Over to Andy…
Cyprus Trip Report
The team of Rhys Jones, Simon Hugheston-Roberts, Eddie Urbanski and Andrew Clarke made our way to Manchester for the 5½ flight to Larnaca, arriving late evening. After picking up the jeep (a Kia Sportage, which certainly came in useful on some of the so called roads) we sped across to the other side of the island, arriving at our apartment block in Paphos in the early hours. We were greeted here by the first of innumerable Cetti’s Warblers on the trip; this one was singing away in the darkness from the car park.
Several Swifts and a group of Red-rumped Swallows were seen over our roof top penthouse while breakfasting.
Paphos is a weird place – the beachfront is full of pubs, bars, cafes and shops (plus such gems as the Lady Di Beauty Salon) which are surrounded by apartment blocks, more shops, the odd mini-orchard , kiosks, abandoned building sites etc in no particular order! It seems to be geared towards Real Brits Abroad stuff with a few blistering beer bellies already visible along the seafront. Must be awful in high season, unless Benidorm is your thing. The saving grace from a birding point of view is the Paphos Archaeological Site; a large fenced area with scrub, trees, an old quarry, rough grassland and acres of poppies and corn marigolds. It also hosts a load of Roman ruins and what’s left of some intricate mosaics. This World Heritage Site area was our destination on the first morning and was to become our temporary local patch.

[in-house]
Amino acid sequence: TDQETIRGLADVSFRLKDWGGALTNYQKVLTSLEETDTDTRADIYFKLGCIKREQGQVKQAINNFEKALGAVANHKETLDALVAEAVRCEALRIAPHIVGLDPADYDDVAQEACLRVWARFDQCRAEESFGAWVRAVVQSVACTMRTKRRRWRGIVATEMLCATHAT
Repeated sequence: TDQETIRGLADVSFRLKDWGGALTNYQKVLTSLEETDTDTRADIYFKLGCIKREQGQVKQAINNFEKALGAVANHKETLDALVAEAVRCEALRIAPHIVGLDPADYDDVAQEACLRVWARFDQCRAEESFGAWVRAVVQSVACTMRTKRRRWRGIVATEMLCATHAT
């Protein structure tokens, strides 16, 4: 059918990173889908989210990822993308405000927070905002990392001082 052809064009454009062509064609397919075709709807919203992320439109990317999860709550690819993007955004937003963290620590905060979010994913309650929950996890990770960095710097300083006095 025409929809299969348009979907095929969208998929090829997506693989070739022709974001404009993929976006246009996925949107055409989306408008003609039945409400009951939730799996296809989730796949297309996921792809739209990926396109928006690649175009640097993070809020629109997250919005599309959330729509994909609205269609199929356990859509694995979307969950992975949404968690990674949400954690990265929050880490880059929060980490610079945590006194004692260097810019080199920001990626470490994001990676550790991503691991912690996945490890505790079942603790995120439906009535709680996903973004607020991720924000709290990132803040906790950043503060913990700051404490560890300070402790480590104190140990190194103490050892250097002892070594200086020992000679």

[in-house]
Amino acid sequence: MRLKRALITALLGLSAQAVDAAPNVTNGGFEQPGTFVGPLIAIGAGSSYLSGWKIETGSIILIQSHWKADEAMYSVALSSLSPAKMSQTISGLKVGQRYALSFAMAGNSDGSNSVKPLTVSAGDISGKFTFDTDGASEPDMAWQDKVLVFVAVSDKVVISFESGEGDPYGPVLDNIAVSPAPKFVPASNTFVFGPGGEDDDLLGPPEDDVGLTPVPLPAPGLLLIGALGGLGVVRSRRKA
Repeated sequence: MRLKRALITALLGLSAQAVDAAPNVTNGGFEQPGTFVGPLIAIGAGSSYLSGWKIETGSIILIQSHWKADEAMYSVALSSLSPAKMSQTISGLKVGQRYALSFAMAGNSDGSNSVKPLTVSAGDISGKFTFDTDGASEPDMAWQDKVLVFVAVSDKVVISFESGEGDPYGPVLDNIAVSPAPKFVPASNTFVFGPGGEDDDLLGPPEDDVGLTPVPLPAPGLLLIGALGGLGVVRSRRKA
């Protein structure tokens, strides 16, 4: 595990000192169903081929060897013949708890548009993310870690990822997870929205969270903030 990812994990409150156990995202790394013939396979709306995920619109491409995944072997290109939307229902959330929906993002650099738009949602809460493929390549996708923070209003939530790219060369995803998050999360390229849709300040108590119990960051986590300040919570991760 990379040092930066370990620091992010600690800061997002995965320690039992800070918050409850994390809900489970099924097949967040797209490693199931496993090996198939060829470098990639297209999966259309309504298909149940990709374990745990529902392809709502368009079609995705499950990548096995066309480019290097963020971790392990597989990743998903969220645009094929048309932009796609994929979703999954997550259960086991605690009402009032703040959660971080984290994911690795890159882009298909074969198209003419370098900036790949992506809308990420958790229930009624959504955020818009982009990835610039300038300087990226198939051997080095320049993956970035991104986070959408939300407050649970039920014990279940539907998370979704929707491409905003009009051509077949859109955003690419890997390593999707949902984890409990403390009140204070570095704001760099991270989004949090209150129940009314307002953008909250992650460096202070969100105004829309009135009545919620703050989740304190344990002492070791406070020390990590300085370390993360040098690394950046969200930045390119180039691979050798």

Creeping through the hole in the fence to avoid paying entrance fees as the sun got warmer we were treated to some tremendous birding.
Virtually the first species we encountered was a cracking male Ruppell’s Warbler feeding on the ground at point blank range; nearby a bull-necked, Snaky-headed Orphean Warbler was similarly obliging. The first Sardinian’ of the trip was located while a fall of Lesser Whitethroats was evident.
Meanwhile, Crested Larks sang continuously and proved to be one of the sound tracks of the holiday.
A stunning male Masked Shrike swept down into the vegetation for food from the shade of a small tree and then we were distracted by the first of many Cretzschmar’s Buntings, with at least ten birds present and showing extremely well.
Several Hoopoes were logged while the first Cyprus Pied Wheatear flitted around the ruins with Northern’ and Isabelline’ seen in small numbers.
Hordes of tourists suddenly appeared but did not stop our exploits; soon we were watching a flock of 30+ Black-headed Wagtails feeding amongst the ruins (with a few other flava wagtails including presumed dombrowski and supercilliaris present).
A brilliant male Ortolan showed closely with a few more Cretzschmar’s for comparison.
Two female Blue Rock Thrushes kept us entertained while a couple of Slender-billed Gulls were offshore. We then bumped into resident birders Owen and Glynis Roberts and exchanged greetings and of course bird news. Shortly afterwards we found an Eastern Bonelli’s Warbler and a couple of Subalpine warblers. A very satisfying first morning!
After lunch in town we headed off to the Asprokremmos Dam and soon scored with two Cyprus Warblers, a calling Black Francolin, Chukar, Little Owl, Alpine Swift and a tatty Long-legged Buzzard which was apparently wintering on site. Distant gulls included Caspian’ and presumed fuscus Lesser Black-backed’.
The following morning we were fortunate in having Owen guide us around some of his local sites. First stop was the odoriferous Paphos Sewage Works with a skulking Moustached/Sedge Warbler giving us the slip. Several pairs of Spur-winged Plover showed well around the site. A distant landing Cattle Egret was claimed by one team member. The first Green Sandpiper and Black-winged Stilt of our holiday were recorded.